Over a million developers have joined DZone.
{{announcement.body}}
{{announcement.title}}

Canary Deployments, A/B Testing, and Microservices With Ambassador

DZone's Guide to

Canary Deployments, A/B Testing, and Microservices With Ambassador

Microservices allow teams to test single features against real-world users by A/B testing canary deployments. Learn how in this tutorial.

· DevOps Zone ·
Free Resource

Read why times series is the fastest growing database category.

Canary deployments are a popular technique for incrementally testing changes on real-world traffic. In a traditional application, canary deployments occur on the granularity of the entire application. This limits the utility of canary deployments, as a single feature cannot be tested against real-world traffic.

With a microservices architecture, this is no longer the case. A single service team is able to test their updates with real-world users.

Unlike a monolith, a microservices team is able to:

  • Test multiple versions of their service simultaneously.
  • Control which versions of their service are being tested and when.

With these capabilities, a service team is able to not only conduct canary deployments, but run multiple different versions of their service for A/B testing, validating specific fixes, and so forth. The key to enabling these use cases is a Layer 7 reverse proxy.

Reverse Proxies and Layer 7

A reverse proxy capable of managing Layer 7 traffic is necessary to support these capabilities. Incoming traffic is routed through the reverse proxy, which then routes traffic to different versions of a service.

In this example, we'll use the Envoy Proxy. Envoy is a very lightweight, high-performance proxy designed for modern microservices architectures. Configuring Envoy, however, is a complicated exercise given the breadth of its features. Thus we'll use Ambassador, which is an open source API Gateway built around Envoy. Ambassador integrates Kubernetes-native functionality (e.g., annotations) into Envoy.

The picture below illustrates how an end user sends traffic to an L7 reverse proxy, which can then route that traffic to different versions of the service depending on criteria. For example, the proxy could route between a stable 1.1 version and a canary 1.2 version based on a weighted round robin policy, while sending only authenticated developer requests to the development 1.3 version.

Image title

Deploying a Canary

Ambassador is configured using Kubernetes annotations. We've already seen this dynamic configuration at work when we deployed a service that dynamically registered a URL with Ambassador. Now, we'll use that same workflow to configure Ambassador to route different percentages of traffic to two different versions of the service.

  1. We'll start by deploying the same example service as we've done previously. This deploys a hello-world-stable service. Note: if you'd prefer to use Java, clone the Spring Boot Java template instead of the Python template.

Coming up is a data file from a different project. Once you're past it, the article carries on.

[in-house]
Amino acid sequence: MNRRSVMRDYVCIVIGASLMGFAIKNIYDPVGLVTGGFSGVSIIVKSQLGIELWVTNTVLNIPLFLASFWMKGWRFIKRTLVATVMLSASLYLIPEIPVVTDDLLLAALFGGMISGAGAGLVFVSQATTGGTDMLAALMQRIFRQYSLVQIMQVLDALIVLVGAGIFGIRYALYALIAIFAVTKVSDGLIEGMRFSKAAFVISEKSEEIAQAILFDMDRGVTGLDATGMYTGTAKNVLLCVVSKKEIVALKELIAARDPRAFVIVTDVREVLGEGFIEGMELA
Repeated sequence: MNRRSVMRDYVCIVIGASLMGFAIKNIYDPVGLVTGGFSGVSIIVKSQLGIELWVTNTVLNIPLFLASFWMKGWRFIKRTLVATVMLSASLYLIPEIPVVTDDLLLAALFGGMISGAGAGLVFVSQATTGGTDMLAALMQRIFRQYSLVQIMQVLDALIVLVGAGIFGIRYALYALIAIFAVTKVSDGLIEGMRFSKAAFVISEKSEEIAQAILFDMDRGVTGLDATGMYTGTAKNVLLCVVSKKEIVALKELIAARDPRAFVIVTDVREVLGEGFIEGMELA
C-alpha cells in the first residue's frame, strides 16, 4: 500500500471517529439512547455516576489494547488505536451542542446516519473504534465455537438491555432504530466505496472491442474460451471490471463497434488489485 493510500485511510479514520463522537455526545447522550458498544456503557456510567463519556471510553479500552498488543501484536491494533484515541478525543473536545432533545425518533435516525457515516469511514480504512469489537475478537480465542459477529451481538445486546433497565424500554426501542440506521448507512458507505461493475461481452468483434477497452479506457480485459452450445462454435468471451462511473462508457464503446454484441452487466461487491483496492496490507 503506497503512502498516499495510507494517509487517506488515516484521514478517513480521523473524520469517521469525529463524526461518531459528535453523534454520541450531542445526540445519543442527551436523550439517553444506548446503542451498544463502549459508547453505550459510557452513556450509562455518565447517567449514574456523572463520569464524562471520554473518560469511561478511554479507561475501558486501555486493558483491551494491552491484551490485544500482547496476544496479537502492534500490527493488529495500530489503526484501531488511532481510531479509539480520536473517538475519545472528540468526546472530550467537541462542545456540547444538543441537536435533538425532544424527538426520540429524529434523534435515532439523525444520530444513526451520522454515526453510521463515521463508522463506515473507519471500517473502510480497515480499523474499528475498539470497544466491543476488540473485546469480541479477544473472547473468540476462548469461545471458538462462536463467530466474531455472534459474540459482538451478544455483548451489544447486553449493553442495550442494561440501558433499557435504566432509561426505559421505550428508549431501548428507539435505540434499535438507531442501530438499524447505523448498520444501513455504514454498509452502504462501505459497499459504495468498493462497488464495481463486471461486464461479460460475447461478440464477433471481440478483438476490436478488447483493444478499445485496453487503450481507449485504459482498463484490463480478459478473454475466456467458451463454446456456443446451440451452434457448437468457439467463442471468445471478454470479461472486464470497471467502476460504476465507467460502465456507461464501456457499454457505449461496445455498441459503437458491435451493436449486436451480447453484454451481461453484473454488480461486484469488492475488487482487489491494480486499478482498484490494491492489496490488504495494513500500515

git clone https://github.com/datawire/hello-world-python
    cd hello-world-python
    forge deploy
  2. Now, let's make a change to the app.py in the source tree. (If you're not familiar with Python, be aware that whitespace matters.)
    def root():
      return "Hello World Canary! (up %s)\n" % elapsed()
  3. We're going to deploy this change as a canary. We do this by specifying using the canary profile defined in the service.yaml. This profile contains the parameter weight: 10.0, which tells Ambassador that 10% of the overall traffic should be routed to this deployment.
    forge --profile canary deploy

Testing the Canary

  1. You'll see a new service, hello-world-canary be deployed. Now, let's test this out. Get the external IP address of Ambassador:
    kubectl get services ambassador
    NAME         CLUSTER-IP      EXTERNAL-IP      PORT(S)        AGE
    ambassador   10.11.250.208   35.190.189.139   80:31622/TCP   4d
  2. In order to see the results of this canary, we need to simulate some real traffic. We'll run a loop to issue a stream of GET requests to the service, and see how Ambassador routes between the stableand canary versions.
    while true; do curl http://$AMBASSADOR_URL/hello/; done

Rollback

Sometimes your canary isn't working, and you want to roll back so that all your production traffic goes to the stable version. Rolling back is as simple as deleting the canary deployment.

  1. Let's delete the canary deployment and service.
    kubectl delete svc,deploy hello-world-canary
  2. If we rerun our loop, we'll see that traffic goes straight to the stable version (you may see the canary service still responding as the pod terminates).
    while true; do curl http://$AMBASSADOR_URL/hello/; done

Learn how to get 20x more performance than Elastic by moving to a Time Series database.

Topics:
canary deploy ,a/b testing ,kubernetes ,envoy proxy ,api gateway ,devops ,microservices ,tutorial

Published at DZone with permission of

Opinions expressed by DZone contributors are their own.

{{ parent.title || parent.header.title}}

{{ parent.tldr }}

{{ parent.urlSource.name }}